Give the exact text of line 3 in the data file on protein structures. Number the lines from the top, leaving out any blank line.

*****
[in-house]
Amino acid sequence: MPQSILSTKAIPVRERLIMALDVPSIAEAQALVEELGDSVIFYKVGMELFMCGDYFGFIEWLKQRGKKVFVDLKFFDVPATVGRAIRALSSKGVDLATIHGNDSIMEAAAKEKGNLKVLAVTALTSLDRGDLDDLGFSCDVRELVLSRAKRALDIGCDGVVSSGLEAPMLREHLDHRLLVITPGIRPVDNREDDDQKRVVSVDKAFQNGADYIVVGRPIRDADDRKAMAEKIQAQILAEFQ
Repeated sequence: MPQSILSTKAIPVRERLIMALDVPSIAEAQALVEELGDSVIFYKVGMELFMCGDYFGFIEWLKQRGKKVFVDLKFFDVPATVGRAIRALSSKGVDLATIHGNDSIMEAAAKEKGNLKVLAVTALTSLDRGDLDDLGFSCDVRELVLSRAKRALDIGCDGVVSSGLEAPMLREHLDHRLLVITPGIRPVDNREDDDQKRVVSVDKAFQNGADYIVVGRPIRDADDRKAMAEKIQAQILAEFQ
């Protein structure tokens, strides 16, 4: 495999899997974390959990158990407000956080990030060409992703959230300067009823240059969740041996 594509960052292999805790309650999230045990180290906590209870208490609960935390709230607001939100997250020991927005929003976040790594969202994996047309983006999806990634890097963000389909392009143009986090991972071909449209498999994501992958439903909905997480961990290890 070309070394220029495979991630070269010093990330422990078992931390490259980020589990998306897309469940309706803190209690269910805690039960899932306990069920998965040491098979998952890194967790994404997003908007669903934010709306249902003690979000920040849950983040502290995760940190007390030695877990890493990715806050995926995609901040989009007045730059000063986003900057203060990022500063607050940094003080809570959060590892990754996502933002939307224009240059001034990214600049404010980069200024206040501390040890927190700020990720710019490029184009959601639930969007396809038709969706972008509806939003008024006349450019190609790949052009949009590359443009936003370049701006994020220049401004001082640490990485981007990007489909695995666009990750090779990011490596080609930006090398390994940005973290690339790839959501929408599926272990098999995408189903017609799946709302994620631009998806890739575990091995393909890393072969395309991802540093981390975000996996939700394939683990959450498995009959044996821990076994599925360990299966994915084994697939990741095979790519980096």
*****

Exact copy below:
Repeated sequence: MPQSILSTKAIPVRERLIMALDVPSIAEAQALVEELGDSVIFYKVGMELFMCGDYFGFIEWLKQRGKKVFVDLKFFDVPATVGRAIRALSSKGVDLATIHGNDSIMEAAAKEKGNLKVLAVTALTSLDRGDLDDLGFSCDVRELVLSRAKRALDIGCDGVVSSGLEAPMLREHLDHRLLVITPGIRPVDNREDDDQKRVVSVDKAFQNGADYIVVGRPIRDADDRKAMAEKIQAQILAEFQ